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PHYS 218 sec. 517-520 Review Chap. 2 Motion along a straight line

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velocity Average velocity You can choose the origin, where x = 0, and the (+)-ve x-direction for convenience. Once you fix them, keep this convention. Instantaneous velocity = velocity Velocity at any specific instant of time or specific point along the path Definition of the derivative

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Velocity on x-t graph Larger v Smaller v

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acceleration Velocity: the rate of change of position with time Acceleration: the rate of change of velocity with time Average acceleration (Instantaneous) acceleration acceleration on v-t graph Acceleration is to velocity as velocity is to position. Therefore, in v-t graph, the slope of tangent line of v(t) at a given t is the acceleration at that time.

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acceleration on x-t graph Curvature upward Curvature downward c is the second derivative of the curve at t=0. Thus from the x-t graph you can know the acceleration qualitatively even though you cannot not know its magnitude. In an x-t graph, the slope of the curve gives the velocity, while the curvature gives the sign of the acceleration. a<0 region a>0 region v=0 since dx/dt =0

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Velocity and position by integration You can also obtain v(t) and x(t), when a(t) is known/given. differentiation integration First obtain v(t) from a(t) then obtain x(t) from v(t). You can set t 0 = 0

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Constant acceleration If a=constant, you can easily calculate the integrals. When a = constant This gives the familiar expressions for constant acceleration.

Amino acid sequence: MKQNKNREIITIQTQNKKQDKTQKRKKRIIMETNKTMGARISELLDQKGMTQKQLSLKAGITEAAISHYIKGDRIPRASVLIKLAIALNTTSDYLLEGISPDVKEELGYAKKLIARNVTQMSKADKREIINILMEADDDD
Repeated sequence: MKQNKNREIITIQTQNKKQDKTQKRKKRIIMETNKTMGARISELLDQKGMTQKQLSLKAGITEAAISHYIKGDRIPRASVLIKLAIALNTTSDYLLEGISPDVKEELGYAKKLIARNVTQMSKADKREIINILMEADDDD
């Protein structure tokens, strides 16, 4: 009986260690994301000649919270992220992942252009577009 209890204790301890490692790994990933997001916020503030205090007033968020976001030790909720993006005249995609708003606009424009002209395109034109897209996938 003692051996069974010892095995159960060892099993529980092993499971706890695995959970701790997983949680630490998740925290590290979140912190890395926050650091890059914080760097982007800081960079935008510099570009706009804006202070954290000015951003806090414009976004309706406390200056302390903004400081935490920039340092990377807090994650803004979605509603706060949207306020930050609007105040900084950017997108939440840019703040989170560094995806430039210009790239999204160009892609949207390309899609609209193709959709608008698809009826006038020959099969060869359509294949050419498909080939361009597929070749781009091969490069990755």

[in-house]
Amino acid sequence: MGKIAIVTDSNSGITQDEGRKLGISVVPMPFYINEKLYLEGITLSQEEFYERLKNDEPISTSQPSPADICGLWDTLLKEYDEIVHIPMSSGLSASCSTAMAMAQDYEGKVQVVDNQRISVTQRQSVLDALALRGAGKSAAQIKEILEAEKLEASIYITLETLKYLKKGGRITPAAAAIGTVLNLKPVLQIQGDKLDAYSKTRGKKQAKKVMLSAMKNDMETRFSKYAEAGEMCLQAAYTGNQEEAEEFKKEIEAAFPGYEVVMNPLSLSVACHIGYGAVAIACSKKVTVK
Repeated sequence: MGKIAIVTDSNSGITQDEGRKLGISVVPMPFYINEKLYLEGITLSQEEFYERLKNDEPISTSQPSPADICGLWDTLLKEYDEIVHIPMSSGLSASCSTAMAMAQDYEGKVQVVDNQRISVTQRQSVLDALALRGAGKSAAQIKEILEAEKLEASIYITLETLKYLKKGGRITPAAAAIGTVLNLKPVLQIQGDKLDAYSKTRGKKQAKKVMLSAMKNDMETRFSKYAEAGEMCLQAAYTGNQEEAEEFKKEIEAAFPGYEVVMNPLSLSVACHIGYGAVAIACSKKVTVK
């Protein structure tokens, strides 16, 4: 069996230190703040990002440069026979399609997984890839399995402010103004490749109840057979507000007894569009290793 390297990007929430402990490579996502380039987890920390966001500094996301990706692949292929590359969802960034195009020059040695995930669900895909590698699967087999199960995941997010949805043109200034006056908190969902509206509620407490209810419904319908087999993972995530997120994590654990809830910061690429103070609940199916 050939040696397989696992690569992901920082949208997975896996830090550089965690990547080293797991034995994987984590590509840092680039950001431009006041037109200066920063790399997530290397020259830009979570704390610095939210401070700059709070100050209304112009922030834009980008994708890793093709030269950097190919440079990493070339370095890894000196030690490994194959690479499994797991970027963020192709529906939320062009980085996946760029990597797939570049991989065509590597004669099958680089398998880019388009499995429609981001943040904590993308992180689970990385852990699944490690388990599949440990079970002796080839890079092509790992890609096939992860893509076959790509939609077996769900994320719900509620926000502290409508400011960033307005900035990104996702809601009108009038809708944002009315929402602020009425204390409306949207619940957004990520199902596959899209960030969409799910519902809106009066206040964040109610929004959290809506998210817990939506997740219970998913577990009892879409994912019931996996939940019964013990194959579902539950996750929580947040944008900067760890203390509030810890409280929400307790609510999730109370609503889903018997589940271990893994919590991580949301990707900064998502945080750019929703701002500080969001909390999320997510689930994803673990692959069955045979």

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Some relations can be obtained for 1-dim. motion with a constant acceleration. Here we eliminate t! This give a relation between v, a and x. Here we eliminate a! This give a relation between v, t and x. Do not try to memorize these formulas. If you understand the equation of motion, these relations follow in a natural way.

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Freely falling objects Typical example of 1-dim. motion Choose the upward as the (+)-ve y-direction This is a convention. You can make other choice. Choose the origin initial velocity acceleration due to gravity magnitude: g = 9.8 m/s direction: downward ground always true

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Freely falling objects (2) Maximum height h Time when it hits the ground Since you know the time t H, you can know its velocity at t H.

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Tips Can you obtain v(t) and x(t) if a(t) is given? To do this, you should be familiar with differentiation and integration. Find the proper mathematical equation to describe the motion, i.e. formulate the situation. Here are some examples. What equation describes the maximum height? The ball hits the ground, how do you describe this situation in a mathematical formula? Give your answer in terms of the given information such as v 0, H, g, etc. If you have to give numerical answers, be careful with the unit.

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Chapter 3 Lecture Pearson Physics Acceleration and Accelerated Motion Prepared by Chris Chiaverina © 2014 Pearson Education, Inc.

Chapter 3 Lecture Pearson Physics Acceleration and Accelerated Motion Prepared by Chris Chiaverina © 2014 Pearson Education, Inc.

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